Star Players' summer show of 2010 is "Hello, Dolly" which is based on Thorton Wilder's 1938 farce "The Merchant of Yonkers" which Wilder revised and re-titled "The Matchmaker" in 1955. This 1964 musical contains the music and lyrics of Jerry Herman and a book by Michael Stewart. It is the story of Mrs. Dolly Gallagher Levi, matchmaker and lady-of-all-trades who matches everyone she meets and while doing so finds a match of her own. Dolly sets her enormous bonnet for the well known half-millionaire, Horace Vandergelder, and her efforts to marry him. She wants to send his money circulating among the people like rainwater, the way her late husband, Ephraim Levi, taught her. Along the way she also succeeds in matching up the young and beautiful Widow Molloy with Vandergelder's head clerk, Cornelius Hackl; his assistant, Barnaby Tucker with Irene's assistant, Minnie Fay; and the struggling artist, Ambrose Kemper, with Vandergelder's weeping niece, Ermengarde. Through many exciting adventures Dolly gets her man and with a wink of her eye to the audience, she promises that his fortune will be put to good use as she quotes her late husband's favorite saying "Money, pardon the expression, is like manure. It's not worth a thing unless it's spread around encouraging young things to grow." This show is a madcap musical which brings the audience into a bygone era filled with excellent singing and dancing. The show is wonderfully directed by Joel O. Thayer and topnotch musical direction by Charlene Dalrymple with choreography by Jennifer Freeman. They choose the best 30 performers for these roles, earning them a well deserved standing ovation at the curtain call. The Parade number and the Dolly number stop the show with their fabulous renditions.
Joel does a tremendous job in his direction of this show, from his blocking of people to placement of cast members to show picture postcard moments and obtains laughs with his knowledge of these zany characters of the past. He knows how to get the best from them comically and dramatically and uses the aisles for Horace and Ermengarde's entrance, Minnie Fay's entrance and the parade scene. The gorgeous and plentiful costumes are by Stephanie Wooley and the fantastic sets are by Gary Poholek. The music is exquisite to listen to especially the strings in "Ribbons Down My Back'' and "It Only Takes a Moment". Charlene not only gets the best out of her musicians but her vocalists, too. The trumpet players obtain the bluesy feeling for the title number and the big brass sound for the parade scene. Jennifer's choreography of polka, waltzes, marching, cake-walk, kick-line, gallop, sword fighting and soft shoe to name some of them. The dances are excellent and the dancers perform her steps in perfect unison especially in the "Waiters Gallop" and the Dolly scene. Special kudos to Laura and Nancy as the horse who does a wonderful soft shoe in "Elegance" and to Krystal MacKneill as the baton twirler.This cast is lead by Pam Sheiber as Dolly She is brilliant as Dolly, captivating the audience with a wink of her eye and her singing and dancing is superb, too. Pam creates a memorable character that the audience loves from "Call on Dolly" straight through to the curtain call. Her rapid fire dialogue keeps you in stitches whether she is teaching someone how to dance or trying to get the man she wants to marry her. Pam's comic moments start off the show with "I Put My Hand in There'' where she acts out each job description she can fill, "The Motherhood March" when she tries to hide the two clerks from Horace in the hat shop and in "Dancing" when she tries to teach them how to dance.. Some of her best numbers include the poignant "Before the Parade Passes By" where she sings about rejoining the human race after mourning for her husband for many years and stops the show at the end of it, in the exuberant "Hello Dolly" song, clad in a red brocade dress with red ostrich feathers in her hair, makes a triumphant return to the Harmonia Gardens where with the waiters she does a show stopping kick-line, and in the sexy "So Long Dearie" Mae West vampy style number where she chastises Horace for his bad behavior. Brava on a job well done! Her leading man, Horace Vandergelder is played beautifully by Omer Courcy. He brings this stuffy, curmudgeon to life whether he is yelling at his clerks and niece or trying to romance Irene, Ernestina or Dolly. Omer sings the unromantic song "It Takes a Woman'' about needing a woman in his life to do all the housework for him. He is backed up by the male chorus in this energetic romp with superior vocals and actions by all. Omer handles the transition from hard-bitten miserly man to a softer version wonderfully during the course of the show when he finally admits his love for Dolly. The eating scene is hysterical where Pam cuts his food and continues to eat after everyone is arrested while Omer's facial expressions and exasperation at her meddling in his life are a hoot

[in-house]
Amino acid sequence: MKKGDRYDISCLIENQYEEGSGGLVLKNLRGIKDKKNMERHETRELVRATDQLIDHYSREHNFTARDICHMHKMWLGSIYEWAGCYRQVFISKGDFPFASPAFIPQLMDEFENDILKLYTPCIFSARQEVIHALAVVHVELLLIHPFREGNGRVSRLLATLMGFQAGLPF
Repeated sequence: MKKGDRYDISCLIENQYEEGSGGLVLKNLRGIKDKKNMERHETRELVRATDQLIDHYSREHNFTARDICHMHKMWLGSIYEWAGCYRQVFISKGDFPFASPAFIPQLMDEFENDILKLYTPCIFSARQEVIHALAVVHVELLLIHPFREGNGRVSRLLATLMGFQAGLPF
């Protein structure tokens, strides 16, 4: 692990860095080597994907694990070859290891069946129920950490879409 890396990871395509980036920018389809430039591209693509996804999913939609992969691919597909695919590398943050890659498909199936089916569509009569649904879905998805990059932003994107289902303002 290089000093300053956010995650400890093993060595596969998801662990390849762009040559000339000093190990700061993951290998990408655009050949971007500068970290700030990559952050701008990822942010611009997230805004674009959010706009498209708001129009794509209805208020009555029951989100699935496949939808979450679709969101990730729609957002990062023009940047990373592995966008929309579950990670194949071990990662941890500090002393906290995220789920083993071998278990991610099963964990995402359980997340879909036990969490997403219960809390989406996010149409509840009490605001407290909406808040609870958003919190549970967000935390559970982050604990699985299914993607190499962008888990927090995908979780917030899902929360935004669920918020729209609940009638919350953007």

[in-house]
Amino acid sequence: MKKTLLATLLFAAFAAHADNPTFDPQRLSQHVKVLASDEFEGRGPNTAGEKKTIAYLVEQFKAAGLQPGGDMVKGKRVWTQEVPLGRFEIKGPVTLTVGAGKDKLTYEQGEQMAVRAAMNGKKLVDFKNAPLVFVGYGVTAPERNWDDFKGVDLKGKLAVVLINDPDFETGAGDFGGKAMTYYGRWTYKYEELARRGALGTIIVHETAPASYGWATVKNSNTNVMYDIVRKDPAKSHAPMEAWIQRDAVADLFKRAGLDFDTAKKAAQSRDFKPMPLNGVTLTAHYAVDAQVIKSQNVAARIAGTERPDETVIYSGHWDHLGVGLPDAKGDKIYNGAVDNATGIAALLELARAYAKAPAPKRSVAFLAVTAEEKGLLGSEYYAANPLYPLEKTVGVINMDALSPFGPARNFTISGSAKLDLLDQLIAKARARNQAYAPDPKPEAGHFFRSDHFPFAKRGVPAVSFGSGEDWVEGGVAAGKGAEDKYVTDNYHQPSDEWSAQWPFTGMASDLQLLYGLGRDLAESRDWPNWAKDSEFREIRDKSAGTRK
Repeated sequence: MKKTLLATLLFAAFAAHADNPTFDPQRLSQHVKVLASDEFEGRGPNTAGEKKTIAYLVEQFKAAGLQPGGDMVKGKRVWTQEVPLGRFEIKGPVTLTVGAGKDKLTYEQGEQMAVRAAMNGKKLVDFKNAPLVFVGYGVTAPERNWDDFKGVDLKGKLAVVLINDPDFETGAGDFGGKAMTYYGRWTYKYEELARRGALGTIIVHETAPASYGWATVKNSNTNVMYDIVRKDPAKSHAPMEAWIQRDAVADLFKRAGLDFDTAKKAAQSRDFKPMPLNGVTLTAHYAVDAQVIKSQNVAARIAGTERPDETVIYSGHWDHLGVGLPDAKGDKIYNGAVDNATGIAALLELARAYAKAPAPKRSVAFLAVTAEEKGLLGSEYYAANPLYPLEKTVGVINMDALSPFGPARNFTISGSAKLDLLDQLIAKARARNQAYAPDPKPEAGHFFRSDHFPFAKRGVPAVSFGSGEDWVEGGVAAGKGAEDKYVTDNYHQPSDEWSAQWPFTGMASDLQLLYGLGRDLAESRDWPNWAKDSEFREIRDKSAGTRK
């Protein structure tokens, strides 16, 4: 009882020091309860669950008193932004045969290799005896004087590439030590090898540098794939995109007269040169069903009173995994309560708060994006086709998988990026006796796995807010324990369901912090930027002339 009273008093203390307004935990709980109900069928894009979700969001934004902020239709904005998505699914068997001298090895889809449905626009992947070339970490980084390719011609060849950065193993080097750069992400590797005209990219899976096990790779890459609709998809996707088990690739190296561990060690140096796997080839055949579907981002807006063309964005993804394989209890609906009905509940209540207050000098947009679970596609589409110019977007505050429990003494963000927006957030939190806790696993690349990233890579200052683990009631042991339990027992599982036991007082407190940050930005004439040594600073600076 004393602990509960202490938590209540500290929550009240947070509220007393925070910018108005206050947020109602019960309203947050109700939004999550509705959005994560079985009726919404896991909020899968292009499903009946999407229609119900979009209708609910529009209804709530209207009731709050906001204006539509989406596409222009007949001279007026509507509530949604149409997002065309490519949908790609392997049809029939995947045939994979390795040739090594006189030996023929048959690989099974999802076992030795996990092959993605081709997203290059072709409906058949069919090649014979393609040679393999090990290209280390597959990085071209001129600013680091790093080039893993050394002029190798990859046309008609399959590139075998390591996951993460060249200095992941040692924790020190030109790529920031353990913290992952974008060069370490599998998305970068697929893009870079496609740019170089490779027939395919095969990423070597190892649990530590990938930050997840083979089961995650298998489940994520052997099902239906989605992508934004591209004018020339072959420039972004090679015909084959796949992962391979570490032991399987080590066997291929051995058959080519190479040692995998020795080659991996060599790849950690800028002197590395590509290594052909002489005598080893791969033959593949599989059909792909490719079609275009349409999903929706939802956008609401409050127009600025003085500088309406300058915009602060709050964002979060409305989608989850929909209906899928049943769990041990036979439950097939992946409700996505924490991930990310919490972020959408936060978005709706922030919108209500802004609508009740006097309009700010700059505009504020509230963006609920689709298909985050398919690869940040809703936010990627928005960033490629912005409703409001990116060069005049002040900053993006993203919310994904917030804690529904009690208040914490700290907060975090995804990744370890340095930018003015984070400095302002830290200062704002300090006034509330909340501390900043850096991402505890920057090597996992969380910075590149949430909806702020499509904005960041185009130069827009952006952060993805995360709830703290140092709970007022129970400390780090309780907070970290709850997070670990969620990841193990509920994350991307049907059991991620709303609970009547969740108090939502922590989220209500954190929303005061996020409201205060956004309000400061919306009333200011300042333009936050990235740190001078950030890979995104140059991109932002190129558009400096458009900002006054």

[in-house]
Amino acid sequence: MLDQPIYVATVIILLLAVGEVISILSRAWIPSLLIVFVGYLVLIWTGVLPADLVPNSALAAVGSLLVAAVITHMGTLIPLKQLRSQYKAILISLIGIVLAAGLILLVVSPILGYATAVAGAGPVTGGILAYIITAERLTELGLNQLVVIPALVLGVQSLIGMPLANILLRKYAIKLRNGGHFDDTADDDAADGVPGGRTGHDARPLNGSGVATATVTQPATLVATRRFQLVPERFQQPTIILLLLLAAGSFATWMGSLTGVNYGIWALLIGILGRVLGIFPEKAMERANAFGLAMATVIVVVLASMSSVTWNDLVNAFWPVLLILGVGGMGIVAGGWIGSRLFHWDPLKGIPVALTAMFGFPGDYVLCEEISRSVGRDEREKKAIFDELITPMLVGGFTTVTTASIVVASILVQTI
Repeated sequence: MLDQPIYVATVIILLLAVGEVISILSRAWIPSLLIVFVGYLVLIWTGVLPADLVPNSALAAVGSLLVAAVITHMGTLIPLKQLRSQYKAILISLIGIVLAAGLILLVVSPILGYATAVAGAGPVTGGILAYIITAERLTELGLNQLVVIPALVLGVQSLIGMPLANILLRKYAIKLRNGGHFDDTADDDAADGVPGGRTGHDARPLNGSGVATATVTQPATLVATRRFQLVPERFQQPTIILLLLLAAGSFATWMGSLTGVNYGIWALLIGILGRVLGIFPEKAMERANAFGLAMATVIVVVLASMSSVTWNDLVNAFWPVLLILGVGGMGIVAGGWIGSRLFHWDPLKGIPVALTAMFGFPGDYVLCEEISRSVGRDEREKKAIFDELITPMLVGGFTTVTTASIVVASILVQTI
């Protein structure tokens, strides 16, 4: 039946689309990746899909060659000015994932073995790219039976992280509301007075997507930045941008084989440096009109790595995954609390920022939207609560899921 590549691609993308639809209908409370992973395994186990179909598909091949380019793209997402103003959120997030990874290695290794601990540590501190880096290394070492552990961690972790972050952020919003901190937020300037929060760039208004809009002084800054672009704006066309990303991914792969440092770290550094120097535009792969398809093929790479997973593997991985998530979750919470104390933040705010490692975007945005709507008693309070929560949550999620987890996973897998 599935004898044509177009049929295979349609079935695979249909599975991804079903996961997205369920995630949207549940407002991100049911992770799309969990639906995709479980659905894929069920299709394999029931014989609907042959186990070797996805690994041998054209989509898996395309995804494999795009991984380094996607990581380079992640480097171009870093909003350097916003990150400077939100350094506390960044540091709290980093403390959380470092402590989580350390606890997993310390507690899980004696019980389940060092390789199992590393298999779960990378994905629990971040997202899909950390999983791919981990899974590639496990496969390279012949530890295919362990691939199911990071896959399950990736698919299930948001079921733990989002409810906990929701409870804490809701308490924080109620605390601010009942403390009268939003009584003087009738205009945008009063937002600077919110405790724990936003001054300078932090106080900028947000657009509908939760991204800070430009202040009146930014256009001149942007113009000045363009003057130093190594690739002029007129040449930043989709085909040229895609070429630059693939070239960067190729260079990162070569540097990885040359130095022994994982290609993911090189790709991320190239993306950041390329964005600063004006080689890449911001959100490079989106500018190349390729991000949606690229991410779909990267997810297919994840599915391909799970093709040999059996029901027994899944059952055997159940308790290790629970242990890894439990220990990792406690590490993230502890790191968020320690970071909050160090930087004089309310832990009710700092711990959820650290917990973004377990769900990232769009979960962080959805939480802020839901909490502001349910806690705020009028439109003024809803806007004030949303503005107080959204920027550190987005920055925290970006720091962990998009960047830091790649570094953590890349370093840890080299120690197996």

The biggest laughs in the show comes from Michael T. Lacey as Cornelius and David J. Rodrigues as Barnaby. From their first entrance from the Hay and Feed store to their closing moments, this duo shines with their comic antics and rapport with each other. Michael's voice soars in "Put on Your Sunday Clothes", "Dancing" and "Elegance" but it is in "It Only Takes a Moment" that he shows the character's serious side with the emotional ditch digger speech. David is hilarious as the naive 17 year old Barnaby who wants to see the stuffed whale at Barnum's museum and keeps recounting his money while they are in NY on their date. His jumping around the stage in the "Dancing" scene is another of his laugh out loud moments. David shows off his powerful voice and expert dancing ability throughout the show. I last reviewed David as Tommy in "Music Man" for Star Players. Their girls, Irene and Minnie Fay are played by Carole Shannon and Sarah Cook. Carole who is a gorgeous red head has a lovely soprano voice which is heard in my favorite song in the show, "Ribbons Down My Back" where Irene longs to find romance again but it is in "It Only Takes a Moment" scene with Michael that she shows her strength as a serious actress, moving the audience to tears with its tender portrayal. Carole also handles the comic side wonderfully especially in the hat shop scene, the "Elegance" scene and the ordering of pheasants in the restaurant scene, too. Sarah is a petite blonde and is a hoot as the motor-mouth Minnie who can't stop asking questions, delivers her hat shop monologue with the ease of a natural born comedienne while coming up the aisle with her constant babbling. Sarah also shows off her strong dancing skills in the role in "Dancing" and "Elegance" as well as her strong vocal prowess. Their humorous rendition of "The Motherhood March" with Pam as they try to hide the two boys from Horace is another comic highlight. Katia Hagerman is a riot as Ernestina, Dolly's floozy friend who sings "Sweet Rosie O'Grady" off key on purpose, does the hootchie-kootchie in front of Horace and makes inappropriate risque comments all night long. She chases a waiter off stage trying to grab his butt. Horace's pretty niece, Ermengarde who constantly cries is played by Kristen Annese and her artist boyfriend, Ambrose who Horace hates is played by Stephen Benjamin. They play their parts beautifully, escaping to New York with Dolly and get to dance a polka in the second act, finally stand up to Horace during the finale scene. The multitude of fabulous singers and dancers in this show deserve kudos for their topnotch work. This show brings back happy memories for me when I directed it for West Bay Players in 1986. So for a rip roaring rendition of "Hello,Dolly", be sure to catch it at Star Players before the parade passes you by.